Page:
Melbourne’s Capitol Theatre to be reopened and reborn

The Capitol Theatre will be given a significant upgrade. Picture: John Gollings.

Melbourne’s historic Capitol Theatre will be reborn into 2019 – five years after it closed its doors – under a new partnership between its owner RMIT and the Australian Centre for the Moving Image.

The famed theatre, which opened in 1924 and was once one of Melbourne’s thriving arts and entertainment hubs, will be given a new lease on life while ACMI’s Federation Square site is undergoing a major refurbishment in 2019 and 2020.

Under the arrangement, the Capitol will host ACMI’s events and film festivals while ACMI is closed.

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The Capitol’s foyer will be restored, it’s cinema projection, lighting and sound upgraded, and seats and carpets replaced in order to accommodate the more than 500 events and 100,000 people that are expected to pass through its doors throughout the year.

Improvements to the seating will be among the upgrades. Picture: Tatjana Plitt.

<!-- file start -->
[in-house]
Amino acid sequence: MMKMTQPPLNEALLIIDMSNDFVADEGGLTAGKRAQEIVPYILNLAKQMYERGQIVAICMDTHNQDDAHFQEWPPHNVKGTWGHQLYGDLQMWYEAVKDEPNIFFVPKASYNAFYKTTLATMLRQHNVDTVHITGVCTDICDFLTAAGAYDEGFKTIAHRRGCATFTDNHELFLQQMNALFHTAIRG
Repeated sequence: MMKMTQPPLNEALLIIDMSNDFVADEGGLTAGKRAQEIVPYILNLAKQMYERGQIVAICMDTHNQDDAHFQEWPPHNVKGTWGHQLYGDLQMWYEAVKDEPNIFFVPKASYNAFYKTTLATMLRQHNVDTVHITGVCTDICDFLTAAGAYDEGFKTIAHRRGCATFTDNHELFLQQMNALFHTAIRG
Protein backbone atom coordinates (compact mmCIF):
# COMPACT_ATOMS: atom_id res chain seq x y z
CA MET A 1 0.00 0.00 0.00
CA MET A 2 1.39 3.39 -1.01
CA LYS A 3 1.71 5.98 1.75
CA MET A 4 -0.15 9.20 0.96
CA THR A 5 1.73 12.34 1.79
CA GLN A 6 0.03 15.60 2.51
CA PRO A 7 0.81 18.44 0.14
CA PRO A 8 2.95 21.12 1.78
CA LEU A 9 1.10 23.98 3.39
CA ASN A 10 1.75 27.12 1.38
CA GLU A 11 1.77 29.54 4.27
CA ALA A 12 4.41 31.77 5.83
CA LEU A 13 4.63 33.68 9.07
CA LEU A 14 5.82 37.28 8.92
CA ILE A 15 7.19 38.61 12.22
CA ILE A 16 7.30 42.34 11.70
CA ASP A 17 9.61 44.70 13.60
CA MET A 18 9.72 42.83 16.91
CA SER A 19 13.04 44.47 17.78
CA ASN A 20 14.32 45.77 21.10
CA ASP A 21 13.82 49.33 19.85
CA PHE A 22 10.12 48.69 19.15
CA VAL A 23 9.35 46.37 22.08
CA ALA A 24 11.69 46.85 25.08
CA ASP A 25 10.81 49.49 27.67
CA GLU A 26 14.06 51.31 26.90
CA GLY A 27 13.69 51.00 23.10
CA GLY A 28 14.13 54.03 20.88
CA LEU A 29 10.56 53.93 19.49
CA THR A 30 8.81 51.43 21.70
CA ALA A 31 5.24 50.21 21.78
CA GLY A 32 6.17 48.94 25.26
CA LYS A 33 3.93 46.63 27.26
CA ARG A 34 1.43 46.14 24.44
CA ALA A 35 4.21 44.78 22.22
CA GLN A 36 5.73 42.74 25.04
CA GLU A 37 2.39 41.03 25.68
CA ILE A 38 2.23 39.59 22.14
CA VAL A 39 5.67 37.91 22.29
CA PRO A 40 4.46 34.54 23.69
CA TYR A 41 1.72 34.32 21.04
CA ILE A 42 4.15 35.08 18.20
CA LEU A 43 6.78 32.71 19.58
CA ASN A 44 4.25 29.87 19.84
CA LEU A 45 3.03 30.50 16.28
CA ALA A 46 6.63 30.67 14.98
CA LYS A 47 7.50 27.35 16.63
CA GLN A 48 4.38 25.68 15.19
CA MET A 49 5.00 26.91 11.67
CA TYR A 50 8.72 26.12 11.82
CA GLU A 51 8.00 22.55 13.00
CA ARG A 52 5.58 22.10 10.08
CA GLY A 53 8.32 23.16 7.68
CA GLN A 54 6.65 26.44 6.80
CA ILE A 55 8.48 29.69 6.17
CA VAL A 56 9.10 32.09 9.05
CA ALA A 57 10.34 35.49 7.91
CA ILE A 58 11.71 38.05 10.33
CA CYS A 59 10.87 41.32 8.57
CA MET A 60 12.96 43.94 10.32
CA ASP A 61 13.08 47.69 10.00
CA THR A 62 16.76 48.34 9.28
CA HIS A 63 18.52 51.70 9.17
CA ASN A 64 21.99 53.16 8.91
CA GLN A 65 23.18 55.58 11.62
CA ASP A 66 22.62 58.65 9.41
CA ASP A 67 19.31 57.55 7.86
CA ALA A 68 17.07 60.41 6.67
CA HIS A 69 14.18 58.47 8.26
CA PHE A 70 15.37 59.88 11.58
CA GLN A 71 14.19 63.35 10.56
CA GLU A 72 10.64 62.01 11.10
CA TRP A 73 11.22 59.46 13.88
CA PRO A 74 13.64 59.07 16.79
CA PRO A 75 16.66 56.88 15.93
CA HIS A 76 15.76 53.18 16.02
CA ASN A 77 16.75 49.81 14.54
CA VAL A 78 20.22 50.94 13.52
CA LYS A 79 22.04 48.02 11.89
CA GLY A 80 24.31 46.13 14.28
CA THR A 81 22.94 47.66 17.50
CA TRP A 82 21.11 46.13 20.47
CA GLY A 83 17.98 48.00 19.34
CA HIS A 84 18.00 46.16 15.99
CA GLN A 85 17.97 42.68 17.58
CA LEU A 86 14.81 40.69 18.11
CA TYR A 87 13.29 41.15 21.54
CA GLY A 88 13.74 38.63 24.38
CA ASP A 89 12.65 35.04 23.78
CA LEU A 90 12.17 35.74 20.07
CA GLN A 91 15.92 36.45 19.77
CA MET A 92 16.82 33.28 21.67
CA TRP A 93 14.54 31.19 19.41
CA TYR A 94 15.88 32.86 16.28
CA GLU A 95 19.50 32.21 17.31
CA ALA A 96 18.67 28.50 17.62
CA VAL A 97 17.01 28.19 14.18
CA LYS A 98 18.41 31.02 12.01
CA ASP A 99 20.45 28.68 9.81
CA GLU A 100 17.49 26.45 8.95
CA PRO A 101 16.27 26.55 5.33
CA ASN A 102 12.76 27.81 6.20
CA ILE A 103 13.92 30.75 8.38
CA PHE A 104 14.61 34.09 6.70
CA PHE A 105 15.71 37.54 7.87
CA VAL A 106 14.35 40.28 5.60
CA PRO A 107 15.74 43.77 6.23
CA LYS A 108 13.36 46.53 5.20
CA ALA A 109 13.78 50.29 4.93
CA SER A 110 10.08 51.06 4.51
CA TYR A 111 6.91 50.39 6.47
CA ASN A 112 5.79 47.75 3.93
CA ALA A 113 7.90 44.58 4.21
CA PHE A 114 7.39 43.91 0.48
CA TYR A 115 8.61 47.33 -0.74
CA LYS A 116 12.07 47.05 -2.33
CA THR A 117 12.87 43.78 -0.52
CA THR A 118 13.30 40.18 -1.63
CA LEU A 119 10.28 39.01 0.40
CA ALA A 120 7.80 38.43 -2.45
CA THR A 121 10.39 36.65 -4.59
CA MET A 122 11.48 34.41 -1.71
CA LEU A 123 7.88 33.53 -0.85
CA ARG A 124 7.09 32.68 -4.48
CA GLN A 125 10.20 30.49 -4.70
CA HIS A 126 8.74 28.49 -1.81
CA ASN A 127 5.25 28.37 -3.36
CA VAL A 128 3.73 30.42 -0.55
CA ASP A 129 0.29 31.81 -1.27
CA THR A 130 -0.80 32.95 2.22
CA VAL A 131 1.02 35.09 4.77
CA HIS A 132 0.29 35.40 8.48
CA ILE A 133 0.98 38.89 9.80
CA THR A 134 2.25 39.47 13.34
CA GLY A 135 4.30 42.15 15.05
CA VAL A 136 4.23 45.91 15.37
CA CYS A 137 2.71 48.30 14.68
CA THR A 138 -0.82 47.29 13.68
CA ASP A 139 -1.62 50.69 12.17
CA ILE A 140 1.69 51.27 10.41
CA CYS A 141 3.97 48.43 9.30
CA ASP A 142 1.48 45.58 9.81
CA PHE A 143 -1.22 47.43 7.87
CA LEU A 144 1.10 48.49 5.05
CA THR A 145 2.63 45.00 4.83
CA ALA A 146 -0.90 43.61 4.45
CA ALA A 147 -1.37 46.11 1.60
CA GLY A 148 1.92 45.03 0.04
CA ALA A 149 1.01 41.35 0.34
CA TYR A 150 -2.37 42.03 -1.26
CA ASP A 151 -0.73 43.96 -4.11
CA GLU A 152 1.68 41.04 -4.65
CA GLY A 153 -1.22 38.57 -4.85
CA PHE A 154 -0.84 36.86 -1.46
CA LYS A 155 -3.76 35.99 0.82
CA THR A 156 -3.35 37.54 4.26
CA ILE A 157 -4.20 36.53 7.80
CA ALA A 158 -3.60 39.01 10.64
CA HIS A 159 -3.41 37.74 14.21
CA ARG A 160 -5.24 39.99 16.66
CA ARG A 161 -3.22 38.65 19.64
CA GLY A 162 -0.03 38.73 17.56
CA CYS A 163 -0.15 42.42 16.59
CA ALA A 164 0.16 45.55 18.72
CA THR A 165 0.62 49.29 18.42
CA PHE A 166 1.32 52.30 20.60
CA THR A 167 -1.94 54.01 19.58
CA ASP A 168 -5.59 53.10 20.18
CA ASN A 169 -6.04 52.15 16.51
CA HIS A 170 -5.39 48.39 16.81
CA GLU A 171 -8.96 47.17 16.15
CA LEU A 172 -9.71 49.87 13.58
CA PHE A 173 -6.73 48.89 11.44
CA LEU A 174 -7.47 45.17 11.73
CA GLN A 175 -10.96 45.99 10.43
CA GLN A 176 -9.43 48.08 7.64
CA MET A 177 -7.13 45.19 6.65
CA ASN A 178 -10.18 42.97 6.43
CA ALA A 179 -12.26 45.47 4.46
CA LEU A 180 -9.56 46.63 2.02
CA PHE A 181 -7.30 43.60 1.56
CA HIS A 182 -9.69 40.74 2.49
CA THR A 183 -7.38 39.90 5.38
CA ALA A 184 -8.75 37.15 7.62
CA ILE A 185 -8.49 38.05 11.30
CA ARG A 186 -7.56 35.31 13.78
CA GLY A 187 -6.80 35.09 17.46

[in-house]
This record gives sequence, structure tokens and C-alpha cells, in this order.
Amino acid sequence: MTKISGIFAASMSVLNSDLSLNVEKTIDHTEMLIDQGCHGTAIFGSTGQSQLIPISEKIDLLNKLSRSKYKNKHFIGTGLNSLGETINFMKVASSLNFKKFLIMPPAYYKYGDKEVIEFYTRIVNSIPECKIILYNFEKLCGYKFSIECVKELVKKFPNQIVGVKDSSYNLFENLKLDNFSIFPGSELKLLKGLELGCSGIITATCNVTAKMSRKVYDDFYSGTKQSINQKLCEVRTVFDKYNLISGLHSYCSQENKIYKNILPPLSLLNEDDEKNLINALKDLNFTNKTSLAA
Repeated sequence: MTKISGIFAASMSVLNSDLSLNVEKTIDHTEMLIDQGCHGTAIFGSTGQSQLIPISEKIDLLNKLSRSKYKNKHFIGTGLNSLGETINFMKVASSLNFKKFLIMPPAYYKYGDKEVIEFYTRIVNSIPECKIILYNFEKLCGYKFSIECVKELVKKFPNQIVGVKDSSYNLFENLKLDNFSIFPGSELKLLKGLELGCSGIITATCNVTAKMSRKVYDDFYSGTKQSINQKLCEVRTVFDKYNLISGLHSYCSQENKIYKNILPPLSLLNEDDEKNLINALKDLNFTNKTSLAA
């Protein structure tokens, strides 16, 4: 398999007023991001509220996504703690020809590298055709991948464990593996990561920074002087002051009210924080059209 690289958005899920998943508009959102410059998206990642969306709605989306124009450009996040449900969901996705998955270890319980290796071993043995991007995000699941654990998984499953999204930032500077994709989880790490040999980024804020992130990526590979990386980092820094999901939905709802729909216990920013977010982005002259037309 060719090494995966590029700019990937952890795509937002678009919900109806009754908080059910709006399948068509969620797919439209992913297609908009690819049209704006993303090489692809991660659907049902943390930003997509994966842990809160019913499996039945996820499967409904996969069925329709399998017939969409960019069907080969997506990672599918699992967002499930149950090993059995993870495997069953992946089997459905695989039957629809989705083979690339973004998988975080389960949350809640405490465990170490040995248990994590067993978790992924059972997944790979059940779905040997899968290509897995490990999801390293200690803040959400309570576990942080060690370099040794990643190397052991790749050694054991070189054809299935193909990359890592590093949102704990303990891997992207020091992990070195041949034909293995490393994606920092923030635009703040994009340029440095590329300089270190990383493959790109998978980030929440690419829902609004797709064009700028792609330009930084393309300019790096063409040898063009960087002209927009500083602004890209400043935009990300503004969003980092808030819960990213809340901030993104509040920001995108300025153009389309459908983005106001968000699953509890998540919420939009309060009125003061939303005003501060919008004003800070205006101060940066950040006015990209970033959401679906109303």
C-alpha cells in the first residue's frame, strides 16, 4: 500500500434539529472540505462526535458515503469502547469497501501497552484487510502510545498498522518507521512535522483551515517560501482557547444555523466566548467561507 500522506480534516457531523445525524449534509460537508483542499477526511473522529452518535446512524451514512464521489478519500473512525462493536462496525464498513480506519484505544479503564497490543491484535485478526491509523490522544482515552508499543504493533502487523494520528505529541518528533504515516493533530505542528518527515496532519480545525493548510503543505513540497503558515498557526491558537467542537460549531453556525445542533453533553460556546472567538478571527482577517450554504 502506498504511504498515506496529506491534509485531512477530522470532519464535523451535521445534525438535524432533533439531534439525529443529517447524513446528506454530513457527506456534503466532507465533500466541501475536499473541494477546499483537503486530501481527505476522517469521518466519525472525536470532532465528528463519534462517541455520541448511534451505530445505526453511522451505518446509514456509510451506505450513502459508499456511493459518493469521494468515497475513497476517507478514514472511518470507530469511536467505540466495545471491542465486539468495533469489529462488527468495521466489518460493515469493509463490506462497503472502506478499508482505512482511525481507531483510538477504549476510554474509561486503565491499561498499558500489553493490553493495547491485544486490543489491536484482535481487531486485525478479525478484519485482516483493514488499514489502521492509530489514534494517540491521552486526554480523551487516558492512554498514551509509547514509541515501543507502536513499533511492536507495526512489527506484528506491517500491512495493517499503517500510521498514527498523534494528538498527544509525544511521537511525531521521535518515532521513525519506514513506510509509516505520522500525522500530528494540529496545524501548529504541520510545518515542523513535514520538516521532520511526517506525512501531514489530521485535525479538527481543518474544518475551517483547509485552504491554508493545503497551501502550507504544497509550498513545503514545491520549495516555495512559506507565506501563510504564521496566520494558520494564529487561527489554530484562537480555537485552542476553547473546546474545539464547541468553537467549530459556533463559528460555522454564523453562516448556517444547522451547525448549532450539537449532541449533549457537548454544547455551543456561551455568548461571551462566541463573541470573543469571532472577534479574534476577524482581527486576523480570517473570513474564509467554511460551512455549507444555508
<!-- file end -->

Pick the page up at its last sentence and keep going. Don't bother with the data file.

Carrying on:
Among the events scheduled to take place there are the Melbourne Queer Film Festival, Melbourne International Film Festival, Human Rights Arts and Film Festival and The Japanese Film Festival Australia.

RMIT Pro Vice-Chancellor and Vice-President Paul Gough says that reactivating the Capitol Theatre will help to link the past with the future, while providing opportunities for students and creative industries.

A historic photo of the Capitol Theatre. Picture: National Library of Australia.

“By transforming this beloved landmark and partnering with ACMI, we’re creating a space not just for RMIT students and staff, but for the wider Melbourne community,” he says.

“We’re creating a cultural and educational destination – a thriving centre where the creative community can interact, connect and collaborate.”

Capitol Theatre Melbourne

Multiple Capitol Theatre spaces will be reactivated as part of the rejuvenation. Picture: Danielle Boule.

As part of the upgrade, the Capitol Theatre will also be directly connected to the media precinct within RMIT’s New Academic Street, which the university says will provide opportunities for students in the fields of digital media, virtual reality, augmented reality, film and animation.

“Put simply, we’re creating a ‘new media’ hub in an ‘old media’ setting,” Gough says.

“Our students will be able to connect and collaborate with real industry partners and the professional creative community without even having to leave campus. That is quite extraordinary, and unparalleled in the sector.”